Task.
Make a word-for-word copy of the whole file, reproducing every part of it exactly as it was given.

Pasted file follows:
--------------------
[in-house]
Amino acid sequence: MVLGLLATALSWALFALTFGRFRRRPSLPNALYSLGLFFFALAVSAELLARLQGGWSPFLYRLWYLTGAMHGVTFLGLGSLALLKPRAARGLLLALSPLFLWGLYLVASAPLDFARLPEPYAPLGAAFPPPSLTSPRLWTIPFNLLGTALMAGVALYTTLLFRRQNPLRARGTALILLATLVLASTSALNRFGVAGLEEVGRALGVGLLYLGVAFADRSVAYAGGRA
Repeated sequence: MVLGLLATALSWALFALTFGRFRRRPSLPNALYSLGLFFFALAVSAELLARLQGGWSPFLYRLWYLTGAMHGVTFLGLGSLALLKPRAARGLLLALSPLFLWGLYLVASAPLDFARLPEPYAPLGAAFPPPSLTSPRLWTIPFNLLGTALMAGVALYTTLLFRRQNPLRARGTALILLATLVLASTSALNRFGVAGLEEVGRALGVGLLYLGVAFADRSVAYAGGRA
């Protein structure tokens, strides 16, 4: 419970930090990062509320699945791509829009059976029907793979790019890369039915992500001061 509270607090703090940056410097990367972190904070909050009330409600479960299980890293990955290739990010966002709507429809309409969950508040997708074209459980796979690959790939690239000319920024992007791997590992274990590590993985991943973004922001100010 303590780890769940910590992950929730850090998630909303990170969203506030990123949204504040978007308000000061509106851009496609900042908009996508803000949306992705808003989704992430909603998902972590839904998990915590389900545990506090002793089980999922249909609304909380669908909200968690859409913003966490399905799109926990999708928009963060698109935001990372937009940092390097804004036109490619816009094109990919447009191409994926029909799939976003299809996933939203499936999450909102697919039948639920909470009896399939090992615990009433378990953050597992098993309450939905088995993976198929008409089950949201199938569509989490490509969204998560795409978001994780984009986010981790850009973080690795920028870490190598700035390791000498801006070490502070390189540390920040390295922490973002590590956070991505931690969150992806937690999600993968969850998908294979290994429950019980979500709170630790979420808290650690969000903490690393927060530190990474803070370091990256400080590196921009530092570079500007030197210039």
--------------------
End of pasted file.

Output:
[in-house]
Amino acid sequence: MVLGLLATALSWALFALTFGRFRRRPSLPNALYSLGLFFFALAVSAELLARLQGGWSPFLYRLWYLTGAMHGVTFLGLGSLALLKPRAARGLLLALSPLFLWGLYLVASAPLDFARLPEPYAPLGAAFPPPSLTSPRLWTIPFNLLGTALMAGVALYTTLLFRRQNPLRARGTALILLATLVLASTSALNRFGVAGLEEVGRALGVGLLYLGVAFADRSVAYAGGRA
Repeated sequence: MVLGLLATALSWALFALTFGRFRRRPSLPNALYSLGLFFFALAVSAELLARLQGGWSPFLYRLWYLTGAMHGVTFLGLGSLALLKPRAARGLLLALSPLFLWGLYLVASAPLDFARLPEPYAPLGAAFPPPSLTSPRLWTIPFNLLGTALMAGVALYTTLLFRRQNPLRARGTALILLATLVLASTSALNRFGVAGLEEVGRALGVGLLYLGVAFADRSVAYAGGRA
């Protein structure tokens, strides 16, 4: 419970930090990062509320699945791509829009059976029907793979790019890369039915992500001061 509270607090703090940056410097990367972190904070909050009330409600479960299980890293990955290739990010966002709507429809309409969950508040997708074209459980796979690959790939690239000319920024992007791997590992274990590590993985991943973004922001100010 303590780890769940910590992950929730850090998630909303990170969203506030990123949204504040978007308000000061509106851009496609900042908009996508803000949306992705808003989704992430909603998902972590839904998990915590389900545990506090002793089980999922249909609304909380669908909200968690859409913003966490399905799109926990999708928009963060698109935001990372937009940092390097804004036109490619816009094109990919447009191409994926029909799939976003299809996933939203499936999450909102697919039948639920909470009896399939090992615990009433378990953050597992098993309450939905088995993976198929008409089950949201199938569509989490490509969204998560795409978001994780984009986010981790850009973080690795920028870490190598700035390791000498801006070490502070390189540390920040390295922490973002590590956070991505931690969150992806937690999600993968969850998908294979290994429950019980979500709170630790979420808290650690969000903490690393927060530190990474803070370091990256400080590196921009530092570079500007030197210039």